D&D fans, meet horror fans. There’s a new 5E sourcebook for Dungeons & Dragons (also known as D&D, or DND), and it looks set to inject a good dose of gothic horror into the long-running TTRPG.
Van Richten’s Guide to Ravenloft, as it’s called, builds on the success of Curse of Strahd, one of the most popular D&D campaign books yet to be put into print. But where Curse of Strahd concerned vampires, swirling mists, and gothic castles, Van Richten’s Guide to Ravenloft – itself a classic setting in the D&D canon since its first edition – is packed with a huge number of different locations, monsters and storylines for the budding horror DM, from Frankenstein-esque monsters and haunted houses to zombie hordes and more.
The book contains 30 such "Domains of Dread", ensuring what senior game designer Wes Schneider calls a wide variety of “Cosmic horror, ghost horror, dark fantasies, psychological horror – whatever your favorite flavor of horror might be.”
There are even "rules and advice for DMs to create custom domains", and the book includes a dedicated campaign that weaves through different domains in a single dread-hopping adventure too.
There are also some new character creation options that eagle-eyed players may have spotted in Unearthed Arcana (Wizard of the Coast’s means for playtesting official D&D content before release) earlier this year.
There’s a new Bard subclass, College of Spirits, with a supernatural slant, giving players means of contacting spirits and using their abilities as your own. Budding warlocks can also pick a new Undead patron, such as a vampire or lich, with the monstrous powers that will be bestowed on you.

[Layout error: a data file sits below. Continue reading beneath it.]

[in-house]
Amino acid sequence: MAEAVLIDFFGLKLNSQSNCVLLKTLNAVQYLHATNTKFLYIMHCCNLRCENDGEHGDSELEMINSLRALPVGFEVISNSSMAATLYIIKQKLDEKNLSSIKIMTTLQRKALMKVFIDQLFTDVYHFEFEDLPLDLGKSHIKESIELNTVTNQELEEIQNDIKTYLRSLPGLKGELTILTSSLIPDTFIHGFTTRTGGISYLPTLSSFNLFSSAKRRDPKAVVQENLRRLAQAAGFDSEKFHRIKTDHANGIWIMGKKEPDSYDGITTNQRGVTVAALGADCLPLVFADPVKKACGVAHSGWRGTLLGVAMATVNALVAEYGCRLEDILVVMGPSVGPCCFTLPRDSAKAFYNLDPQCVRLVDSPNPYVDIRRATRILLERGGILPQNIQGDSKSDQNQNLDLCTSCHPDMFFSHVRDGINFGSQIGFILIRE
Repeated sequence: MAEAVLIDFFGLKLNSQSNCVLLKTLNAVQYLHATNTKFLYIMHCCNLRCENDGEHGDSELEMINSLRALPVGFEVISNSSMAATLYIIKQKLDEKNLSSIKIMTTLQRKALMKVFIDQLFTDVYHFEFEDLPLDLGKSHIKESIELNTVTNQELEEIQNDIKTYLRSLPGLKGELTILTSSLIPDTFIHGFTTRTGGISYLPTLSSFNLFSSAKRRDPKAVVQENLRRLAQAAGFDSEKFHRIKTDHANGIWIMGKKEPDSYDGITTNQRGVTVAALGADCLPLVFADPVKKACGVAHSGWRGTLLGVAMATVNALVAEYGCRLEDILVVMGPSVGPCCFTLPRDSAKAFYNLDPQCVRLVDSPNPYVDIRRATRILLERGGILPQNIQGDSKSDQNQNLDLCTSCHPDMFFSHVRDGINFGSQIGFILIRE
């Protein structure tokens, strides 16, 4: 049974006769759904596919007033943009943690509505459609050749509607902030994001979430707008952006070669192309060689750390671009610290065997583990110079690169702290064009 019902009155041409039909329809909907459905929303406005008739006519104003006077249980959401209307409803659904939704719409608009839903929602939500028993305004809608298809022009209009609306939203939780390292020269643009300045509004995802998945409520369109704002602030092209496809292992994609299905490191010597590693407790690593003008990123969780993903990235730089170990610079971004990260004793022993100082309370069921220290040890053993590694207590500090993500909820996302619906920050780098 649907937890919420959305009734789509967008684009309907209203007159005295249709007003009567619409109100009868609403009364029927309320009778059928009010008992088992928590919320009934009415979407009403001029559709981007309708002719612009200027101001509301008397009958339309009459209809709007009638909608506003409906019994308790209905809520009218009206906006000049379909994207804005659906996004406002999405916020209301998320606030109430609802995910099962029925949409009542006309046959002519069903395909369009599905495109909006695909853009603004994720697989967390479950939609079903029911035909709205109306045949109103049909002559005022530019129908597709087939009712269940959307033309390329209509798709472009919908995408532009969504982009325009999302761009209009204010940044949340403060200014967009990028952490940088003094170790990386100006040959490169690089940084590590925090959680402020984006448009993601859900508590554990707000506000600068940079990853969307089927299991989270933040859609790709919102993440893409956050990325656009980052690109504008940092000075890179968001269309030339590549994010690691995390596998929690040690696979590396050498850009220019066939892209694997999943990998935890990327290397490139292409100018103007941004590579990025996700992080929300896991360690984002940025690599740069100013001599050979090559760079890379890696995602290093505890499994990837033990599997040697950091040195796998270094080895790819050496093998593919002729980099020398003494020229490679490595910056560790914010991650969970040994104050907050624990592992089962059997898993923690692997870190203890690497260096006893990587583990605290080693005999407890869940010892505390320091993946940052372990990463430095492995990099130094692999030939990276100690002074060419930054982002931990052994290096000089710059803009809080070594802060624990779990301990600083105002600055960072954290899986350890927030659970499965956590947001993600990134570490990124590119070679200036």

If you ever wanted to play as a part-vampire, you now can, with a new ‘Dhampir’ race option – while you can also play as a hag-descended ‘Hexblood’ or a resurrected ‘Reborn’, each with their own distinctive horror flavor.
The 256-page hardback of Van Richten’s Guide to Ravenloft releases on May 18. It's the most recent 5E sourcebook since Candlekeep Mysteries, which launched earlier in 2021.
Playing it safe
As much fun as it can be to be, well, absolutely terrified now and again, it’s also important to make sure players are somewhat in control of the experience.
The guide makes sure to run through ensuring your players feel safe and are supported throughout, along with a dedicated passage on the importance of ‘session zero’ – the game before the game – where the DM and their players can outline no-go topics and ways to halt or course-correct the campaign where needed.